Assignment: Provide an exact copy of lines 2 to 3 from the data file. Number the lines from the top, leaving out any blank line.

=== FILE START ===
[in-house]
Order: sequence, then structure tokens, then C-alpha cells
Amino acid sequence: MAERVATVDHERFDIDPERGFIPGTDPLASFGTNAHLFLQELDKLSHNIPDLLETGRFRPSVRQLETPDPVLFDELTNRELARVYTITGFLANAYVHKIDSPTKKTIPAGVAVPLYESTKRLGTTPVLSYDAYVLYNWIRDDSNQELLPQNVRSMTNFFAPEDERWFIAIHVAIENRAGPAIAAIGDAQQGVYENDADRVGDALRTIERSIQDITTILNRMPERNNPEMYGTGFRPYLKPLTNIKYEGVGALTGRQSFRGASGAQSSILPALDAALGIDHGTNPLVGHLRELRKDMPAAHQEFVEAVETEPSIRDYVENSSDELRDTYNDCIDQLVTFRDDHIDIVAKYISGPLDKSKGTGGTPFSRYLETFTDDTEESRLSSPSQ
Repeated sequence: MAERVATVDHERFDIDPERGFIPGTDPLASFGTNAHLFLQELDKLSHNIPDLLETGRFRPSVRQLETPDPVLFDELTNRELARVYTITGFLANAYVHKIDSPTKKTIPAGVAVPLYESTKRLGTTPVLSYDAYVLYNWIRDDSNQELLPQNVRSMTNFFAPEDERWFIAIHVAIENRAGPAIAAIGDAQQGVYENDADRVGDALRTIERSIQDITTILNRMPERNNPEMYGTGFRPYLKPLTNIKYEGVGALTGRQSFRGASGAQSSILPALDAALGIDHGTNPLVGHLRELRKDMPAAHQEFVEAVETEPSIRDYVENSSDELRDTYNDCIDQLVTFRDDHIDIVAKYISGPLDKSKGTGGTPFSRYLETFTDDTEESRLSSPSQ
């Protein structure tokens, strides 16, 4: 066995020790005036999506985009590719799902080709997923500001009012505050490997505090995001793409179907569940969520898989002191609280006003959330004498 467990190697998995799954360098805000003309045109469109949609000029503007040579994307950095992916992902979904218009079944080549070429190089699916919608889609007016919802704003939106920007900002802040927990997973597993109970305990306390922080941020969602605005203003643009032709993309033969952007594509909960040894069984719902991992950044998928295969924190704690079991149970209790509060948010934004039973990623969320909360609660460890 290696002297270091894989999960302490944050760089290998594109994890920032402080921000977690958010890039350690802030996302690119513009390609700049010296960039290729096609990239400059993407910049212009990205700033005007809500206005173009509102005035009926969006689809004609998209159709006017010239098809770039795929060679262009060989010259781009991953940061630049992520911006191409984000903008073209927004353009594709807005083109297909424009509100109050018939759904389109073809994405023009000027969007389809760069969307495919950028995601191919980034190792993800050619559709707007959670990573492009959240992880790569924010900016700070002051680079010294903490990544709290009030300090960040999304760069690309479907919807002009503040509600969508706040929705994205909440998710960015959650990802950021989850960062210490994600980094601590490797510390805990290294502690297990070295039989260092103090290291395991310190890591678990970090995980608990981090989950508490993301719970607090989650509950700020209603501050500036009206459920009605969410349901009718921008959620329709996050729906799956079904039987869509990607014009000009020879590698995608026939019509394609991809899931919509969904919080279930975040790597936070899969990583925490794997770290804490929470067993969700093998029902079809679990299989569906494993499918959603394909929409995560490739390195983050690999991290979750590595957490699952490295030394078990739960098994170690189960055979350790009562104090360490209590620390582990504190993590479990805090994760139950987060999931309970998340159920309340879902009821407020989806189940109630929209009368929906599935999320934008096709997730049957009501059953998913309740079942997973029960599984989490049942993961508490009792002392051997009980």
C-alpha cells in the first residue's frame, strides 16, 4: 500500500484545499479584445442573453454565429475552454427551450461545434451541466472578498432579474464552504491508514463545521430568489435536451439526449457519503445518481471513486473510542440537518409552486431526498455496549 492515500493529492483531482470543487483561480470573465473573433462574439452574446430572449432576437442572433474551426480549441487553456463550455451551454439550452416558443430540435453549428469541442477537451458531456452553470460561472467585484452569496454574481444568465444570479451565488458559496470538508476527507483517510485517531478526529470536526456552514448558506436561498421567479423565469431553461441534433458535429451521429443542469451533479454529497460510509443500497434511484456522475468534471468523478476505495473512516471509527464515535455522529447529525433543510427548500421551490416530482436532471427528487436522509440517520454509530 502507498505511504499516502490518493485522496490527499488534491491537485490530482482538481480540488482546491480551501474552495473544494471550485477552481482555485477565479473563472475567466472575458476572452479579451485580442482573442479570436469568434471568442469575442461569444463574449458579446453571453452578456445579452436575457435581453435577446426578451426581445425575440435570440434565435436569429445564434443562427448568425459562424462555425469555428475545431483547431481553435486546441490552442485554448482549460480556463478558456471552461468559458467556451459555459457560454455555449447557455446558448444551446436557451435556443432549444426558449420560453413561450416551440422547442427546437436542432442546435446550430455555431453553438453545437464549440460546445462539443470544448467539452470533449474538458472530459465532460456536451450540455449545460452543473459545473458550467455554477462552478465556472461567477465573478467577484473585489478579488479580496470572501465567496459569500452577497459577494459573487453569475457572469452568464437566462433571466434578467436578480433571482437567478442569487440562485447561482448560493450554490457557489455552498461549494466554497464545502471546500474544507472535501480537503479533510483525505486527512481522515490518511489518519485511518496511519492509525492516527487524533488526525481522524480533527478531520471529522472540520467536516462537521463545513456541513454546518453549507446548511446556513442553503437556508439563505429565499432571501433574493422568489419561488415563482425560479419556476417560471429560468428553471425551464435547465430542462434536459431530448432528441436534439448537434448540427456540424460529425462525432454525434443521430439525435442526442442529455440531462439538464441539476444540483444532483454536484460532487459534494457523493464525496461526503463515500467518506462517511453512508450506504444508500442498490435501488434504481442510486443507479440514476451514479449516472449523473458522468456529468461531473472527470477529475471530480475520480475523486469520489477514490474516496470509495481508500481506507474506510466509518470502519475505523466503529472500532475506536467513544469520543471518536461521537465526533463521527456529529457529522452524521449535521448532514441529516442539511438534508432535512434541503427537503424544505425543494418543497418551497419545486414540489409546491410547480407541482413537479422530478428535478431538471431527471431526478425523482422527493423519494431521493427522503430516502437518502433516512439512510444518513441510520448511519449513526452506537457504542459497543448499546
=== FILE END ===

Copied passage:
Order: sequence, then structure tokens, then C-alpha cells
Amino acid sequence: MAERVATVDHERFDIDPERGFIPGTDPLASFGTNAHLFLQELDKLSHNIPDLLETGRFRPSVRQLETPDPVLFDELTNRELARVYTITGFLANAYVHKIDSPTKKTIPAGVAVPLYESTKRLGTTPVLSYDAYVLYNWIRDDSNQELLPQNVRSMTNFFAPEDERWFIAIHVAIENRAGPAIAAIGDAQQGVYENDADRVGDALRTIERSIQDITTILNRMPERNNPEMYGTGFRPYLKPLTNIKYEGVGALTGRQSFRGASGAQSSILPALDAALGIDHGTNPLVGHLRELRKDMPAAHQEFVEAVETEPSIRDYVENSSDELRDTYNDCIDQLVTFRDDHIDIVAKYISGPLDKSKGTGGTPFSRYLETFTDDTEESRLSSPSQ